Wednesday, December 17, 2014

2014 TBR Reading Challenge: Stradivari's Genius by Toby Faber

As part of Wendy Crutcher's 2014 TBR Challenge, here are my comments on Stradivari's Genius: Five Violins, One Cello, and Three Centuries of Enduring Perfection by Toby Faber.

When the Faber of publishing company Faber & Faber writes a book, people sit up and take notice. It is reviewed everywhere, which means my expectations going into it were riding high. Luckily, it was not a case of "much ballyhooed, soon deflated" variety. I thoroughly enjoyed it.

What brought me to this book?

I played the violin from when I was eight to twenty one. I took lessons, I practised (reluctantly most of the times), and I performed. I have played the violin at events, at competitions, at school assemblies, and even at a state fair with the cows lowing in the barn next door. I loved the sound of the violin even as I deplored how difficult it was to learn and to play. After I became a paying guest with a professor's family in graduate school, I had to stop practicing and thus performing, and the violin fell into disuse. I briefly resurrected the playing at jamming sessions with a colleague at my first job. Since then though, the violin's bridge has fallen, the bow hair are matted, and the strings are hopelessly frayed. It will need a lot of TLC from a luthier to restore it to its former prime.

In 2005, I read a newspaper article, about a $6 million Guarnerius being on loan to the San Francisco Symphony concertmaster Alexander Barantschik. It used to belong to Jascha Heifetz, widely considered one of the greatest violinists of the 20th century. The article traced the ancient history of the violin and how it came to be on loan to Barantschik. Coincidentally, a few days after I came across this book about Stradivari, and I was primed to buy it.

However, you know what happens when you're an eager book buyer. The book languished on my TBR bookshelf for nearly ten years. The TBR Challenge was the perfect tool to rescue it out of obscurity.

Well, on to the book...

"I have a violin that was born in 1713. It was alive long before me, and I hope it lives long after me. I don't consider it my violin. Rather, I am perhaps its violinist; I am passing through its life."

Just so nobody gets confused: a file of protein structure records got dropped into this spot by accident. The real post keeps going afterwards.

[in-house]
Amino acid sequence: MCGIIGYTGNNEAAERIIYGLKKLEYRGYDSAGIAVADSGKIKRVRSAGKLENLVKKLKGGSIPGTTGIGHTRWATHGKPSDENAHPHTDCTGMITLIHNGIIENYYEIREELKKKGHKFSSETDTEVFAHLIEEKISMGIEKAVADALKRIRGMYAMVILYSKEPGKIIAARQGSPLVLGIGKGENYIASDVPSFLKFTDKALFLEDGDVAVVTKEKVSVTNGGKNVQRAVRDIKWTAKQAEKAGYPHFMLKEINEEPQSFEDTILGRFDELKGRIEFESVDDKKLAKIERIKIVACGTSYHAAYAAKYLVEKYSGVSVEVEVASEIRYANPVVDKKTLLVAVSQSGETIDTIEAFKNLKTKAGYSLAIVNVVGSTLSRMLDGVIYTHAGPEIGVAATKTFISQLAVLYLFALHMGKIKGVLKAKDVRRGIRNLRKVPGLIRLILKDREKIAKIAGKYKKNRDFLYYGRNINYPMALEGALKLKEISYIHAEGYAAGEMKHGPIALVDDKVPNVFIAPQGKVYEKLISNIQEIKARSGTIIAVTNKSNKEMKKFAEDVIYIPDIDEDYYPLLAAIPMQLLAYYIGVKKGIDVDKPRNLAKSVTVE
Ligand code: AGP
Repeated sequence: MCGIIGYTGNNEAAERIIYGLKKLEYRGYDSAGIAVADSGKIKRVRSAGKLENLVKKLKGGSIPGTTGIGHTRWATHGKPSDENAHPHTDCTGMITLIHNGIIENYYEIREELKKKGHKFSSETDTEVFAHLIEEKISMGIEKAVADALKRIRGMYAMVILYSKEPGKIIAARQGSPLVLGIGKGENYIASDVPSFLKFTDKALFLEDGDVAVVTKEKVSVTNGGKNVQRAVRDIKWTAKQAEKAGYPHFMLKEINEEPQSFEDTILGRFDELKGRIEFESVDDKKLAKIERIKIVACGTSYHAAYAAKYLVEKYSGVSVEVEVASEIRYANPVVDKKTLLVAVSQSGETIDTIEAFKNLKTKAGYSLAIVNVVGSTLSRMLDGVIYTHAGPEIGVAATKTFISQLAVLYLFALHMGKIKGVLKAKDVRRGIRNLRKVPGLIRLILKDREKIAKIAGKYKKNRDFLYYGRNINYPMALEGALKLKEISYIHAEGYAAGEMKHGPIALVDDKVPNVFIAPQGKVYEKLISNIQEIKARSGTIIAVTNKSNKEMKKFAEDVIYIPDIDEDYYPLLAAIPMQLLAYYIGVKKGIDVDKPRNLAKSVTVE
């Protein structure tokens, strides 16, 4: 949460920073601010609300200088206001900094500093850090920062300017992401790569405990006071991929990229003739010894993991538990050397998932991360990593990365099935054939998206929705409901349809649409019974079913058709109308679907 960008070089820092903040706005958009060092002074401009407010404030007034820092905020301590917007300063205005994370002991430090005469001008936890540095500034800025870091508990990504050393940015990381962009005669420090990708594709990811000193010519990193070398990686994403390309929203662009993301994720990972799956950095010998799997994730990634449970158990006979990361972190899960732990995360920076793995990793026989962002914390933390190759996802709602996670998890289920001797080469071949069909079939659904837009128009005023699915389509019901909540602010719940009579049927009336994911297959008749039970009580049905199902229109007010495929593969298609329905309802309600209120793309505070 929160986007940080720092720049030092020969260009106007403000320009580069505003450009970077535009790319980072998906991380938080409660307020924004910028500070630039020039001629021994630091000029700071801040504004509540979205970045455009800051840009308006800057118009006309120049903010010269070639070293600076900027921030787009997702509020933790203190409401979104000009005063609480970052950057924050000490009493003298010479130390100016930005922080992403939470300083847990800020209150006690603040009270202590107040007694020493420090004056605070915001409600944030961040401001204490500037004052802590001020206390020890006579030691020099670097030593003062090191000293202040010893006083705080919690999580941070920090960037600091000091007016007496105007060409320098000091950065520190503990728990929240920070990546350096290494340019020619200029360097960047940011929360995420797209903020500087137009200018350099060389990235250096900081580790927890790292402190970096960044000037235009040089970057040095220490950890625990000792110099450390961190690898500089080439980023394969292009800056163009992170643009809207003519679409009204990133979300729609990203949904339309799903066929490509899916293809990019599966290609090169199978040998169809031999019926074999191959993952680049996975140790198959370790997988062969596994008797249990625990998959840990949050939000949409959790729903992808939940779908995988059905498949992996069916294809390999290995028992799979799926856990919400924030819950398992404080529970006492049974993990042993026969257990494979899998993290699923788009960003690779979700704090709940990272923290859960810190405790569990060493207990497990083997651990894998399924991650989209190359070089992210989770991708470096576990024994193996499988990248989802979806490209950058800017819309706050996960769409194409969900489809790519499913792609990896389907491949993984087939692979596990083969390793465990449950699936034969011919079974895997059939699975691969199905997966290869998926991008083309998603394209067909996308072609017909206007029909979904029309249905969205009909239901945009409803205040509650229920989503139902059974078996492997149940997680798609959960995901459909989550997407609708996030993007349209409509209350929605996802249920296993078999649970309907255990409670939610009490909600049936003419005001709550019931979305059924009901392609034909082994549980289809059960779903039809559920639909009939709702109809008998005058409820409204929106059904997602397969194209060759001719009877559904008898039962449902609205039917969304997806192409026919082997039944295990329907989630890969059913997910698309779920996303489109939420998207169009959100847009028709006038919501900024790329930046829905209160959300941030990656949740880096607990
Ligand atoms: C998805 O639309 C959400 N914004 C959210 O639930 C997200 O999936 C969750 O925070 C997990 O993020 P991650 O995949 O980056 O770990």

In a poignant statement in 2000, violinist and UNESCO Goodwill Ambassador, Ivry Gitlis highlights what is at the heart of this book: Violins (and cellos) of ancient pedigree that flit through the lives of humans, illuminating everything and everybody in their paths.

Yehudi Menuhin expresses the same sentiment beautifully here:

"A great violin is alive; its very shape embodies its maker's intentions, and its wood stores the history, or the soul, of its successive owners."

The book Stradivari's Genius traces the origins of the violin in the court of Catherine de Medici in the mid-sixteenth century. Violinmaking in Cremona, Italy began around the same time with the Amatis making the first memorable one in 1564. Everything of today's violins' form and function can be seen in that 1564 violin. A brief history of the Amatis, the Stradivaris, the Guarneris (beginning with del Gesù), the Rogeris, the Rugeris, and the Guadagninis follows.

In talking about the violinmakers of Cremona, Faber does an excellent job of explaining how the various parts of the violin were constructed and how the shape, size, thickness, type, etc. of the woods chiseled by the Cremonese artists affected the acoustics of the instruments they constructed.

The book follows the stories of five violins and one cello, from their origin in Stradivari's workshop to their ownership by various players and dealers. The Strads, as they're affectionately known, each have names, which they gained from their famous owners. Four of the violins are called: the Viotti, the Khevenhüller, the Paganini, and the Lipiński. The cello is called the Davidov. The fifth violin is called The Messiah from a joke by one of the dealers about its reputation.

The majority of the book is delightfully gossipy about the passionate violinists, their glories and their peccadillos, the men and women they consorted with, the dealing shenanigans of the collectors and luthiers, the benevolence of the patrons, and the daredevil schemes hatched by violin lovers to safeguard or steal the instruments. Have you seen the movie The Red Violin? That is the style of the book.

The book is characterized by occasional spurts of humor: "Complaints about the 'rubbish put out by the BBC' started almost as soon as it began broadcasting." Well, nothing has changed about that to this day.

One negative aspect of the book was the occasional sexism in Faber's writing. Here's how he describes virtuosa Marie Hall: "A slight eighteen-year-old, dark and beautiful, with lips that might nowadays be called sensuous." None of the men were described thusly. They were called handsome of charming but with no specific commentary. Another example: "It [the player and the instrument] is a marriage. The violin is such a feminine instrument that the metaphor seems almost inescapable at least for men. Women are more likely to regard their violins as an extension of themselves."

Pity about him descending to such lows in an otherwise well-paced and engrossing narrative.


Lynn Spencer said...

That sounds like a very interesting read. I played piano for years growing up and got sucked into The Piano Shop on the Left Bank for much the same reason you selected this book. I've never played the violin, but I love its music and music history fascinates me.

Hope you're doing well!

Keira Soleore said...

Lynn, so great to see you here. I now have The Piano Shop on the Left Bank by T.E. Carhart on my list to read. Sounds totally up my alley.

The movie The Red Violin really set the stage for this book for me. So much intrigue, so much drama behind the instruments.